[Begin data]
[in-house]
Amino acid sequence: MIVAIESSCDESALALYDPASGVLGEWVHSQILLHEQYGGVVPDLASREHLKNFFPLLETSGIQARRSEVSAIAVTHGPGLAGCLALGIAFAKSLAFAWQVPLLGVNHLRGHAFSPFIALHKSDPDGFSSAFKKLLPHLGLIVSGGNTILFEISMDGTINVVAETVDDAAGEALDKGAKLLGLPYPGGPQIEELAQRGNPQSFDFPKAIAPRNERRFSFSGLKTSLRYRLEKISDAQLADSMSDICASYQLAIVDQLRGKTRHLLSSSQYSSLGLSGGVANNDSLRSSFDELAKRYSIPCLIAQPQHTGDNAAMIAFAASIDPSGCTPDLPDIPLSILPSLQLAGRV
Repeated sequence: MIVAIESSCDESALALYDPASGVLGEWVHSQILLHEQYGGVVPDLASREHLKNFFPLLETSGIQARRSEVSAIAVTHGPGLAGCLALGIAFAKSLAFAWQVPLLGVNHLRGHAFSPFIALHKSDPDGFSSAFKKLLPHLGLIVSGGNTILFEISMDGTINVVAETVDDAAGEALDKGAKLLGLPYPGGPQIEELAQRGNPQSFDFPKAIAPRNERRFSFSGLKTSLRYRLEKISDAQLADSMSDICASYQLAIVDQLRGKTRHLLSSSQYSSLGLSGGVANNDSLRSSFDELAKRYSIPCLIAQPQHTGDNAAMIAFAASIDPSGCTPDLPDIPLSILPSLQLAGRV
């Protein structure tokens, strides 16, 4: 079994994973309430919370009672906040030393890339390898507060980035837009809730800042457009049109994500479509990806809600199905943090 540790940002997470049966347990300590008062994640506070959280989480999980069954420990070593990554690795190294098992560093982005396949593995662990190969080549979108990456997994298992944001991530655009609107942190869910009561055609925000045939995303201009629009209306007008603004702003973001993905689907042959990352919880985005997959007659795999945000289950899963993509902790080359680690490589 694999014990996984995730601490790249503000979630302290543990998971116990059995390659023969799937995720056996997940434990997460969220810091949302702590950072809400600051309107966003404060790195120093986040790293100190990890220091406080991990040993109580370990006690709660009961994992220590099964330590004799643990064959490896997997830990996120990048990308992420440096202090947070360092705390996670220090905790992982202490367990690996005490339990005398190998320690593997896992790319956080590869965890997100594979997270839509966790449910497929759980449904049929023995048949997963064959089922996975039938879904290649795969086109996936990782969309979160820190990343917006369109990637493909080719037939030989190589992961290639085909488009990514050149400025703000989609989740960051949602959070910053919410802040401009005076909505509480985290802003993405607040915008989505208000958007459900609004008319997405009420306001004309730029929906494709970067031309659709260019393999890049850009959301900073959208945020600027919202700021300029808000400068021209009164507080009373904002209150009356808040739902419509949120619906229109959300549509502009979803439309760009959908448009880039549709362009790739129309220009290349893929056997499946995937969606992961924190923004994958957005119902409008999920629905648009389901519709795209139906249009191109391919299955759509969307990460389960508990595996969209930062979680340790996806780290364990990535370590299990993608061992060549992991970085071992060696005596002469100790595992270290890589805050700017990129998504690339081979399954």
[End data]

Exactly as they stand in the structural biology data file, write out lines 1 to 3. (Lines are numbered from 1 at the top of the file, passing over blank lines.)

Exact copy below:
[in-house]
Amino acid sequence: MIVAIESSCDESALALYDPASGVLGEWVHSQILLHEQYGGVVPDLASREHLKNFFPLLETSGIQARRSEVSAIAVTHGPGLAGCLALGIAFAKSLAFAWQVPLLGVNHLRGHAFSPFIALHKSDPDGFSSAFKKLLPHLGLIVSGGNTILFEISMDGTINVVAETVDDAAGEALDKGAKLLGLPYPGGPQIEELAQRGNPQSFDFPKAIAPRNERRFSFSGLKTSLRYRLEKISDAQLADSMSDICASYQLAIVDQLRGKTRHLLSSSQYSSLGLSGGVANNDSLRSSFDELAKRYSIPCLIAQPQHTGDNAAMIAFAASIDPSGCTPDLPDIPLSILPSLQLAGRV
Repeated sequence: MIVAIESSCDESALALYDPASGVLGEWVHSQILLHEQYGGVVPDLASREHLKNFFPLLETSGIQARRSEVSAIAVTHGPGLAGCLALGIAFAKSLAFAWQVPLLGVNHLRGHAFSPFIALHKSDPDGFSSAFKKLLPHLGLIVSGGNTILFEISMDGTINVVAETVDDAAGEALDKGAKLLGLPYPGGPQIEELAQRGNPQSFDFPKAIAPRNERRFSFSGLKTSLRYRLEKISDAQLADSMSDICASYQLAIVDQLRGKTRHLLSSSQYSSLGLSGGVANNDSLRSSFDELAKRYSIPCLIAQPQHTGDNAAMIAFAASIDPSGCTPDLPDIPLSILPSLQLAGRV